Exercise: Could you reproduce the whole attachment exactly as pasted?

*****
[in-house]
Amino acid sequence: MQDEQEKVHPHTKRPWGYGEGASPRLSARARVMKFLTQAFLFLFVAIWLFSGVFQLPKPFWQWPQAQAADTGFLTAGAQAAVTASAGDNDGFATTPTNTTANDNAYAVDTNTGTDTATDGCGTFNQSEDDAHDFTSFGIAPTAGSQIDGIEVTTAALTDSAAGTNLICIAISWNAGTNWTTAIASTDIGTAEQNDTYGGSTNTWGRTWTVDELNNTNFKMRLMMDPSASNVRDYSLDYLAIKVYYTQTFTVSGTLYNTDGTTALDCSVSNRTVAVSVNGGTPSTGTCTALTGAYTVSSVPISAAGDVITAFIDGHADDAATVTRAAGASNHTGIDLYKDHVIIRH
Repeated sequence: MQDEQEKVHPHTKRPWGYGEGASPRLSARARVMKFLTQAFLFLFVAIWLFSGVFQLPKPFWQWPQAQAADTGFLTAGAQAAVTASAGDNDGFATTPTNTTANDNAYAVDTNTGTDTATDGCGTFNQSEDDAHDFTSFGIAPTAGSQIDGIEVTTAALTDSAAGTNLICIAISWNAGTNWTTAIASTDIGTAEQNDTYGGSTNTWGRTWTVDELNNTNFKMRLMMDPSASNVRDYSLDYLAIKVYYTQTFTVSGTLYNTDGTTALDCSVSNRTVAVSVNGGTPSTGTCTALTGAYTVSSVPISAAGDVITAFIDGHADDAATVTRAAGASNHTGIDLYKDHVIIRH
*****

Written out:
[in-house]
Amino acid sequence: MQDEQEKVHPHTKRPWGYGEGASPRLSARARVMKFLTQAFLFLFVAIWLFSGVFQLPKPFWQWPQAQAADTGFLTAGAQAAVTASAGDNDGFATTPTNTTANDNAYAVDTNTGTDTATDGCGTFNQSEDDAHDFTSFGIAPTAGSQIDGIEVTTAALTDSAAGTNLICIAISWNAGTNWTTAIASTDIGTAEQNDTYGGSTNTWGRTWTVDELNNTNFKMRLMMDPSASNVRDYSLDYLAIKVYYTQTFTVSGTLYNTDGTTALDCSVSNRTVAVSVNGGTPSTGTCTALTGAYTVSSVPISAAGDVITAFIDGHADDAATVTRAAGASNHTGIDLYKDHVIIRH
Repeated sequence: MQDEQEKVHPHTKRPWGYGEGASPRLSARARVMKFLTQAFLFLFVAIWLFSGVFQLPKPFWQWPQAQAADTGFLTAGAQAAVTASAGDNDGFATTPTNTTANDNAYAVDTNTGTDTATDGCGTFNQSEDDAHDFTSFGIAPTAGSQIDGIEVTTAALTDSAAGTNLICIAISWNAGTNWTTAIASTDIGTAEQNDTYGGSTNTWGRTWTVDELNNTNFKMRLMMDPSASNVRDYSLDYLAIKVYYTQTFTVSGTLYNTDGTTALDCSVSNRTVAVSVNGGTPSTGTCTALTGAYTVSSVPISAAGDVITAFIDGHADDAATVTRAAGASNHTGIDLYKDHVIIRH